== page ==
Two members of a CBS News crew were killed Monday and correspondent Kimberly Dozier was seriously wounded when a roadside bomb ripped through the U.S. military convoy in which they were traveling.
CBS identified those killed as cameraman Paul Douglas, 48, who was based in London, and sound tech James Brolan, 42.
The U.S. military has not confirmed any casualties in the powerful bomb, which destroyed a U.S. military Humvee as the convoy passed through Tahariya Square, just across the river from the Green Zone, around 11 a.m. Monday (3 a.m. ET).
The CBS employees were among at least 46 people killed in insurgent attacks in Iraq on Monday.
The CBS team -- which was embedded with the 4th Brigade Combat Team, 4th Infantry Division -- was reporting from outside their Humvee and they were believed to have been wearing protective gear when the blast went off, according to CBS.
Dozier, 39, sustained serious injuries and underwent surgery at a U.S. military hospital in Baghdad.
She is in critical condition, but doctors are cautiously optimistic about her prognosis, the network said.
Douglas had risked his life covering international conflicts for CBS since the early 1990s, including Iraq, Afghanistan, Pakistan, Rwanda and Bosnia, according to CBS News.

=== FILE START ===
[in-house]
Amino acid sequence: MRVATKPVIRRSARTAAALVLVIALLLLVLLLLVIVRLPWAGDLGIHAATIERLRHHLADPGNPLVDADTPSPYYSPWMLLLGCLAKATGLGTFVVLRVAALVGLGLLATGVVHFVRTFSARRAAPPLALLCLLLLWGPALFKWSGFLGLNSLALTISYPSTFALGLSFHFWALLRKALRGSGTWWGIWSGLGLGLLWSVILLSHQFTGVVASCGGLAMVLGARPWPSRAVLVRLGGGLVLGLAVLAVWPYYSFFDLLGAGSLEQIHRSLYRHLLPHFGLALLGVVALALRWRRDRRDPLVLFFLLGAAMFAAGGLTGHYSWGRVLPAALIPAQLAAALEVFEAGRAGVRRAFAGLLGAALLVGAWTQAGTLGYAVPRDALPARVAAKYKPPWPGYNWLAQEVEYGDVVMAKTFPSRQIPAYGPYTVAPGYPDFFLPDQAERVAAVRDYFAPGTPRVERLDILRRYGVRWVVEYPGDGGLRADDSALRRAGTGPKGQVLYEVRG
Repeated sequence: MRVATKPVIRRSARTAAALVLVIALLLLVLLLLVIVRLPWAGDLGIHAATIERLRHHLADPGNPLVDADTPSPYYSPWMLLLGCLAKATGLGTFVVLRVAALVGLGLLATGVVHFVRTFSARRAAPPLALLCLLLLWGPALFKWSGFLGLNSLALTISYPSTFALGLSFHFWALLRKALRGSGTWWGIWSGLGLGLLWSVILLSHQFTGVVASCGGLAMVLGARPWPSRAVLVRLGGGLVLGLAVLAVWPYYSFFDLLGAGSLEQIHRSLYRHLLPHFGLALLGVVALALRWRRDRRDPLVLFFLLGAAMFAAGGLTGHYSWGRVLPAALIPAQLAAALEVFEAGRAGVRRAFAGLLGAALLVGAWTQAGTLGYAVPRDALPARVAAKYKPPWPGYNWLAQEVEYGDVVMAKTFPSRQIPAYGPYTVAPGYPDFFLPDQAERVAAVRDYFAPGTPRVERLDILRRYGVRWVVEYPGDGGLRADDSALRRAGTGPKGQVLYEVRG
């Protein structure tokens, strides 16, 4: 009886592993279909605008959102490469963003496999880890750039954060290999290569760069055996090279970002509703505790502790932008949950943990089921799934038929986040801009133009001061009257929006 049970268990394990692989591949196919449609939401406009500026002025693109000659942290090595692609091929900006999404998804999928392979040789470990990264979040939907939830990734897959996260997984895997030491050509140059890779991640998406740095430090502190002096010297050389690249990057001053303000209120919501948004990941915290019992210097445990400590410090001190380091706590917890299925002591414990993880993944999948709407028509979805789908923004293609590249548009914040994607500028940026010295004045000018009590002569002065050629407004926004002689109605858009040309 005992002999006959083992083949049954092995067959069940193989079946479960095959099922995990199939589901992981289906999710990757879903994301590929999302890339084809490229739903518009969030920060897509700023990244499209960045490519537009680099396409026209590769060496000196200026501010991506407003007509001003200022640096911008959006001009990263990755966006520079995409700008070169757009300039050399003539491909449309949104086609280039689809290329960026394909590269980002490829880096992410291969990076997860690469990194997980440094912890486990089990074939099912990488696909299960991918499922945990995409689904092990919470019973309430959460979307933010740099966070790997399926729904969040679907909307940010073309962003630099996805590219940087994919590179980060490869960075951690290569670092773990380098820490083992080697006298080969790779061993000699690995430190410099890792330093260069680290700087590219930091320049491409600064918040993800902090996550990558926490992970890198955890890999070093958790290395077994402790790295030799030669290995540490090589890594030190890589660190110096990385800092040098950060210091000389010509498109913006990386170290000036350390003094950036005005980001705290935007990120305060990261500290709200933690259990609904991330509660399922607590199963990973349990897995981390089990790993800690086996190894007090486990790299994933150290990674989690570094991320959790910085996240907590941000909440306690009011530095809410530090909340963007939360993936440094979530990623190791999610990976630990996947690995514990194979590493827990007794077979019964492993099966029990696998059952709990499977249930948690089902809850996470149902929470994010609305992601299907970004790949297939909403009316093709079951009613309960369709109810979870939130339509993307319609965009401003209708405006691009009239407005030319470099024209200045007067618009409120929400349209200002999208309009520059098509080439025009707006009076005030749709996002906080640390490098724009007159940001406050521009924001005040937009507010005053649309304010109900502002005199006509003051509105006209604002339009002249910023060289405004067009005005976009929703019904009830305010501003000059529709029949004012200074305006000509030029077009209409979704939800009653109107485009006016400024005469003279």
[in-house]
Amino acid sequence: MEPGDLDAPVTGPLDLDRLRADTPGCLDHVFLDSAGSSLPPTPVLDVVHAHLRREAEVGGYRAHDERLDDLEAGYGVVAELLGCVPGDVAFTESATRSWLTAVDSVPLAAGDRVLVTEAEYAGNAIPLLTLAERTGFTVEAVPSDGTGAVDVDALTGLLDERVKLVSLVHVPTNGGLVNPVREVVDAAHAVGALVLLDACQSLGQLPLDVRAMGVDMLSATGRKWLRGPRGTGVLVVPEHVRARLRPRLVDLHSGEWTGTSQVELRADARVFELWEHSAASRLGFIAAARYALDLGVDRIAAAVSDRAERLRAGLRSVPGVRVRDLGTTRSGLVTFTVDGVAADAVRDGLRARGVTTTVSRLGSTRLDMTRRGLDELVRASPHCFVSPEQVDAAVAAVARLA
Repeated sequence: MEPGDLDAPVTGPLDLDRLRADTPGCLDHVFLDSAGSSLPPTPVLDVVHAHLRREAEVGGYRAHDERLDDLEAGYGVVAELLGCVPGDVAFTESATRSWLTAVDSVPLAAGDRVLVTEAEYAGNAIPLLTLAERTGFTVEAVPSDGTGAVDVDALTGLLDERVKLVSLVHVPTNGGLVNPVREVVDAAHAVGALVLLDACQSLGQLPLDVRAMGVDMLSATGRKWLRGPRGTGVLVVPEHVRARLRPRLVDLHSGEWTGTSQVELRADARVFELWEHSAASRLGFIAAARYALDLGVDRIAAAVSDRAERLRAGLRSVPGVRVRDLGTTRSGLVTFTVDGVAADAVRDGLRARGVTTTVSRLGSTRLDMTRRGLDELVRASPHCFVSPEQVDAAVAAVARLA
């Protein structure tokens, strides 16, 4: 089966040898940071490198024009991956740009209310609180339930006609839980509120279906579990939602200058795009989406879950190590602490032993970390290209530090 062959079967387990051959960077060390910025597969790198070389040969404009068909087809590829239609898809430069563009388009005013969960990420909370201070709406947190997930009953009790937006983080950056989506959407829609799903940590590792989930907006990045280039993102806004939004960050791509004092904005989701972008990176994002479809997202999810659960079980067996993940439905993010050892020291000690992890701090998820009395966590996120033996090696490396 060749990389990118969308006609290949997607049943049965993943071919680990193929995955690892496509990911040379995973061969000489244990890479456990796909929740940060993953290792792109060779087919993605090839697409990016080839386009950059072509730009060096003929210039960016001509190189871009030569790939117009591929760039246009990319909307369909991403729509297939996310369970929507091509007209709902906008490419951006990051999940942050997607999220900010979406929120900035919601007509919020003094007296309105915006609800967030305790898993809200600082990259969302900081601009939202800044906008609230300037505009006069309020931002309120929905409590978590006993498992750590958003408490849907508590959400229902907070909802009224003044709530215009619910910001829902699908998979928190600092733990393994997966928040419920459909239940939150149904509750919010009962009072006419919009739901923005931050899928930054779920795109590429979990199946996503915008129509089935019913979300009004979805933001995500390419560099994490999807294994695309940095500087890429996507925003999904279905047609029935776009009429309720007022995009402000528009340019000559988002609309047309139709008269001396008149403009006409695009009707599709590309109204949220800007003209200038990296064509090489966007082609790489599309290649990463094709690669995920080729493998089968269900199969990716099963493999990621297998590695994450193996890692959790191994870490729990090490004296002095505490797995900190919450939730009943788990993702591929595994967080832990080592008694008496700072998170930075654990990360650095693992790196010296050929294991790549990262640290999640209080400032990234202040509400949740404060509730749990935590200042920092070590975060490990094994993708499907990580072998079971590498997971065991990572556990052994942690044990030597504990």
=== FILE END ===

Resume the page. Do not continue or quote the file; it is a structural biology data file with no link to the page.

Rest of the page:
Brolan was a freelancer who worked with CBS News in Baghdad and Afghanistan in the past year. He also shared an award with the network for its coverage of last year's deadly earthquake in Pakistan.
Dozier has reported from Baghdad since 2003. She is based in Jerusalem.
Speaking on CNN's "Reliable Sources" in November 2004, Dozier described the dangers of trying to talk to ordinary Iraqis in Baghdad.
"The last time I tried to do that, to go to someone's home and sit down with that man and say, 'Are you thinking about leaving Iraq or staying?' the moment he saw me, blonde hair and my two armored vehicles ... he turned white," Dozier said.
"It means I can't go out and hunt a story. I'm having to wait for it to come to me, or I'm having to train Iraqi translators to go out and be my eyes, be my ears, ask the questions that I would ask if I could."
Earlier this year, ABC News anchor Bob Woodruff and cameraman Doug Vogt were seriously wounded when the U.S.-Iraqi military convoy in which they were embedded was hit by a roadside bomb near Taji, north of Baghdad.
Between 94 and 120 journalists and media support staff -- including drivers and translators -- have been killed in Iraq since the war began in 2003, according to journalists' organizations and watchdog groups.